Monthly Archives: March 2010

I just put
the last paper
into the last folder
for the accountant and
(as far as I know, anyhow)
I am done
getting tax information together
for another year.

I just might make that five o’clock appointment!

Thank you, Lord Jesus!!!
(And everyone else that cooperated with me.)
Whew!
What a relief!

 

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Yesterday, I rode around and around in the parking lot at Beebe Medical Center’s outpatient lab/emergency room looking for a parking place.  After about five times around and deciding that I needed to go somewhere else, a pickup pulled out of a very narrow space, and since I was driving Certain Man’s pickup, I decided that I could probably squeeze into it.  And I did.  It really was a tight fit, but I was able to get out of the door, into the hospital, got the labwork done that I needed, and got back out to the pickup to discover that things had actually opened up a little bit there, and it wasn’t so tight.

This morning, in those delicious, drowsy moments after I first got awake, lying there thinking about the fact that this is Saturday, and I need to do taxes, thinking that this is my last Saturday of normal living for a while, and feeling that wave of reality sweeping over me, disturbing my peace, causing my stomach to go into a knot, I turned over and snuggled deeper into the blankets, and began to pray.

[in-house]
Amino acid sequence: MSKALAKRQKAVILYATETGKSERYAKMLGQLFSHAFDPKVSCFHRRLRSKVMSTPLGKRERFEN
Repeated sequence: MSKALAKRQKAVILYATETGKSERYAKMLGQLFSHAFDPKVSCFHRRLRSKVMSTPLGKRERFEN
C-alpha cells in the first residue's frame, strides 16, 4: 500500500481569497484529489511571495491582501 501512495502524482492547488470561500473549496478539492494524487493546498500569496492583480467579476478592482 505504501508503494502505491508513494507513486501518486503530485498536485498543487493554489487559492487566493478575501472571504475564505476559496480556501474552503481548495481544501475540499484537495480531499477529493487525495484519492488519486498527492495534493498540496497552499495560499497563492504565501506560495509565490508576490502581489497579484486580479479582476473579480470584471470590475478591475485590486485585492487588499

This is where I always come when things are overwhelming.  Here is where I know that there is a space for me.  I Suddenly thought about yesterday, driving around and around in that parking place, wondering if there would ever be a spot for me, and suddenly the presence of the Lord bathed my troubled heart with such a sense of quiet and joy.

There is never a full parking lot when I am wanting to park in God’s presence.  I never have to wait for someone to leave, never have to pay, never need to feel crowded or shoved back.  No one ever takes my spot.  No one ever tells me I am parked illegally.  I brought my battered and damaged heart into His presence this morning and found a well-spring of comfort and peace.  And a reminder that these emotions are not mine to cope with alone.  He will be with me.  He knows how anxious I feel.  And that, even while I purpose to trust Him, I struggle with the pain I know is ahead, and I need to deal with the fear that wants to crowd my “parking place” in His presence.